These were another fun project for a boy's room for some good friends of mine. I'm a fan of large pieces of art in a room, and certainly when you can create something unique - all the better. In my opinion - larger pieces create a more pleasing and clear focal point in a room, as opposed to a lot of small things cluttering up a space.
The fabric was left over from the window valence and pillow I sewed for the same room. It was this leftover fabric that inspired the wall art. It was one of those situations - "I have a bunch of this striped fabric, so I must figure out something to do with it". The pieces were big enough to create something interesting for the wall. Another source of inspiration came from the wooden school of fish we had already set up on the opposite wall of the room
The fish were stained a dark brown and I felt that carrying that stained look forward with larger wood pieces, and using the fabric as a background would work just fine. Ultimately, I determined I had enough fabric to do three separate pieces. See the post for the school of fish here.
Here's the process I went through to create the wall art panels...
THE WOOD CUT-OUTS
I must admit I can't take all the credit for these. The boy's father (thanks Ryan) took care of cutting out the wood pieces after I provided the paper patterns. After he cut them out for me, I stained them and put a coat of polyurethane on top.
STAINING THE WOOD CUT-OUTS
I used a gel stain and applied it with an old T-shirt rag. I always wear plastic gloves when applying stain this way.
|Applying the Gel Stain|
|Applying the Gel Stain|
I finished off the stained cut-outs with a coat of satin polyurethane. I like this stuff because it is water based and I think it is easy to work with and easy to clean up.
|Clear Coat After Staining|
DRILLING HOLES TO ATTACH CUT-OUTS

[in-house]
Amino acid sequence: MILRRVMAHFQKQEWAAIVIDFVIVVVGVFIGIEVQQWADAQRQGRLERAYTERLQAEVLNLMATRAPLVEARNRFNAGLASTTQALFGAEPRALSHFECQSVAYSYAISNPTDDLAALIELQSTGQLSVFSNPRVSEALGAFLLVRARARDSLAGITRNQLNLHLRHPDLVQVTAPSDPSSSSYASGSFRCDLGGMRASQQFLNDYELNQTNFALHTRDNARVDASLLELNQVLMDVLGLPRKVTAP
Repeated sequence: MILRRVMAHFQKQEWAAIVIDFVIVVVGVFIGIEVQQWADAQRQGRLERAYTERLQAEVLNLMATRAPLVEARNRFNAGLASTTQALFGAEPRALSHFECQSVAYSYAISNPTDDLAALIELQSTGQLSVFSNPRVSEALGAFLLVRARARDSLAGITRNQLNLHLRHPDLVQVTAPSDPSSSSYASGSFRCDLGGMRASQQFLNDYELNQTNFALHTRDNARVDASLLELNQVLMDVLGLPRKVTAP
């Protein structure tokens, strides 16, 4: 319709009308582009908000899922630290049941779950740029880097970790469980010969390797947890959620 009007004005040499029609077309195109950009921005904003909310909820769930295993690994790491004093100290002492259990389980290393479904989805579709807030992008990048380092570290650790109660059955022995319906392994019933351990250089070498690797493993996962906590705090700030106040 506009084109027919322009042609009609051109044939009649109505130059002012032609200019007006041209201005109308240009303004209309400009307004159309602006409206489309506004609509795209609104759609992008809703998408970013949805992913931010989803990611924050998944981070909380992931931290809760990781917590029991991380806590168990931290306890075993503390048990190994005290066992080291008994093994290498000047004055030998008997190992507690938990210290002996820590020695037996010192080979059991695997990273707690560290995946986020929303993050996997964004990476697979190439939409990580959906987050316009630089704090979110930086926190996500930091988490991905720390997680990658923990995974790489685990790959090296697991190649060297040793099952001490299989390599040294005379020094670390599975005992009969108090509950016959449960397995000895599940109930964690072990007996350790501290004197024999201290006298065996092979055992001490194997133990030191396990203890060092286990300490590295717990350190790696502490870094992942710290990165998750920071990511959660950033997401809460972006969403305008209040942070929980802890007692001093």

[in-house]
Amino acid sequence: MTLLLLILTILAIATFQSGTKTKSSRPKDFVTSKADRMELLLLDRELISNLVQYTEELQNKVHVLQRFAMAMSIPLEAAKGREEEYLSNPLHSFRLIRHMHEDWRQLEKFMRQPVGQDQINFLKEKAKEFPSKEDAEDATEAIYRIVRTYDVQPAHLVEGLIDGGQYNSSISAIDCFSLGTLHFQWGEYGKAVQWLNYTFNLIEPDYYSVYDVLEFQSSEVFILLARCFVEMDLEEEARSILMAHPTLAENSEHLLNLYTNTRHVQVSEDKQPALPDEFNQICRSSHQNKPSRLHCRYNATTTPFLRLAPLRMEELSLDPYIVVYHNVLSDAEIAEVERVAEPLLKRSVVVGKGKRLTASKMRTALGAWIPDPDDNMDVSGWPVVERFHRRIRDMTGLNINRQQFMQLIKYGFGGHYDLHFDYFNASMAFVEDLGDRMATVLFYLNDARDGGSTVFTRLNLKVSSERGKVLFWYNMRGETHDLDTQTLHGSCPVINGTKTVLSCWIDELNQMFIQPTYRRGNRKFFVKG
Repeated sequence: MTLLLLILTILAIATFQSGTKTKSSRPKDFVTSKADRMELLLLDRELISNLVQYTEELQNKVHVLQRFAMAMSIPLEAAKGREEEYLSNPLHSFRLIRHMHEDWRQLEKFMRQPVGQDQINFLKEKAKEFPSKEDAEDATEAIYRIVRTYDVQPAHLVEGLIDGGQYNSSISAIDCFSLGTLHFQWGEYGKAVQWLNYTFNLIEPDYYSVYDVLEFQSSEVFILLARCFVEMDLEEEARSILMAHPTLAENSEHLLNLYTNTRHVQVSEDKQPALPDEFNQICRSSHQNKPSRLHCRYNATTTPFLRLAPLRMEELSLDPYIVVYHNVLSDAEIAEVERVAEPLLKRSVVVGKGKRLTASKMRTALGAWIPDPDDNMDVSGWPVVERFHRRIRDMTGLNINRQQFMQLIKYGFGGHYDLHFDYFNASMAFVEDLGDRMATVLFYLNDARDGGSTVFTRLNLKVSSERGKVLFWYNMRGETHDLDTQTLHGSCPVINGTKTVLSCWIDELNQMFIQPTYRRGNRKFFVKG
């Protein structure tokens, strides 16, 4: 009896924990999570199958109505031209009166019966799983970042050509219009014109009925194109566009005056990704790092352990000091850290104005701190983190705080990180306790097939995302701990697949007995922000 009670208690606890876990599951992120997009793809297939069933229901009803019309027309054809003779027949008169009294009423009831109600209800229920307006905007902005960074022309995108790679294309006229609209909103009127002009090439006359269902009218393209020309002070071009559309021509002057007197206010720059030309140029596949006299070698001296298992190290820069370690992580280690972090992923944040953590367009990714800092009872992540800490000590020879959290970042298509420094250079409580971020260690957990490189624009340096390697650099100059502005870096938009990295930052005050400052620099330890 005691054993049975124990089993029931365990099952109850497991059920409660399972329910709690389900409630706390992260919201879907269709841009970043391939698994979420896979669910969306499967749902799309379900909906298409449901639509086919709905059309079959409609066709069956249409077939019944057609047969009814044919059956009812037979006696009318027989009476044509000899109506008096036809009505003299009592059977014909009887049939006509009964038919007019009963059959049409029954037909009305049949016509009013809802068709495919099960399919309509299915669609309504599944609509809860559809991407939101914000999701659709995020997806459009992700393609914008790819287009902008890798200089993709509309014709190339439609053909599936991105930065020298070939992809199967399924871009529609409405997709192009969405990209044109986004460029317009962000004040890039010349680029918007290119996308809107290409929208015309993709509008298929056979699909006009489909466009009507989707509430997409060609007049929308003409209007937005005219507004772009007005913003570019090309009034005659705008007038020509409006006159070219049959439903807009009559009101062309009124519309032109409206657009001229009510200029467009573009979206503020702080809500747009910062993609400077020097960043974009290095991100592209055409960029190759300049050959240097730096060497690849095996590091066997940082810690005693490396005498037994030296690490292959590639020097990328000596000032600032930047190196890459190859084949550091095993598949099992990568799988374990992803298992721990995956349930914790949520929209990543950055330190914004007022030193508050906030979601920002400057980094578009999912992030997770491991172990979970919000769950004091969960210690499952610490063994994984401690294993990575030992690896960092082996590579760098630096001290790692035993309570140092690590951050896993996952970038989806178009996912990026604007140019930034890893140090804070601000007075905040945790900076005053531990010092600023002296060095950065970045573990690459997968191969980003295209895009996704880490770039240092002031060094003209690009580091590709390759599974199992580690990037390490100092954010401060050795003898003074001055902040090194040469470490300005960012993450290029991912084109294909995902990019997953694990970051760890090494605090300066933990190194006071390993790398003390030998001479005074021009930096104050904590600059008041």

24" squares of MDF were cut out for the base for these pieces. Our friend had scrap pieces laying around so this is what was used. The material itself (MDF) is not so important since they would ultimately be covered in fabric. Before covering the boards in fabric however, I needed to drill some holes that would enable the cut-outs to be attached to the boards. I thought about this for awhile because I wanted all the holes pre-drilled. Here is what I did:
(1) I placed the wood cut-outs on the square boards and determined the exact placement.
(2) I traced around the cutouts onto the board.
(3) I removed the cut-outs and marked where I wanted the holes to go for the screws that would hold the cut-outs in place. I chose to do 3-4 holes on each piece.
(4) I drilled the holes all the way through the boards.
(5) Next, I held the cutouts in place on the boards (using where I had traced around them previously as a reference for placement).
(6) Then I took the pointy part of a compass and pushed it through the back of the board (through the holes) to make marks where the corresponding holes would go on the cut-outs. You can see in the photo below where the points I marked with the compass have circles drawn around them with a pen.
(7) Last, I drilled pilot holes into the back of the cutouts. I was very careful to not drill too deep, and used masking tape on the drill bit to make sure I would not drill to far (see tape on drill bit in photo below).
The holes I drilled will be important for later. Next I had to cover the boards in fabric...
COVERING BOARDS IN FABRIC
It was easy to cover the square boards with fabric. All I had to do was staple the fabric to the back, starting with the sides first, leaving the top and bottom undone.
The fabric was on the heavier side so making the corners neat took some planning. I stapled all the way to the edge of the corner...
Then I folded the corner in (much like wrapping a present, and stapled it...
Then I folded the second flap up, and stapled it...
After all four corners were done, I stapled the rest (the middle) of the top and bottom sides...
Then I trimmed the excess fabric...
I paid particular attention to the hanging mechanism on the back since these are a little on the heavy side. I used metal hangers screwed in to the back of the particle board, with picture hanging wire to be used across the middle connecting the hangers.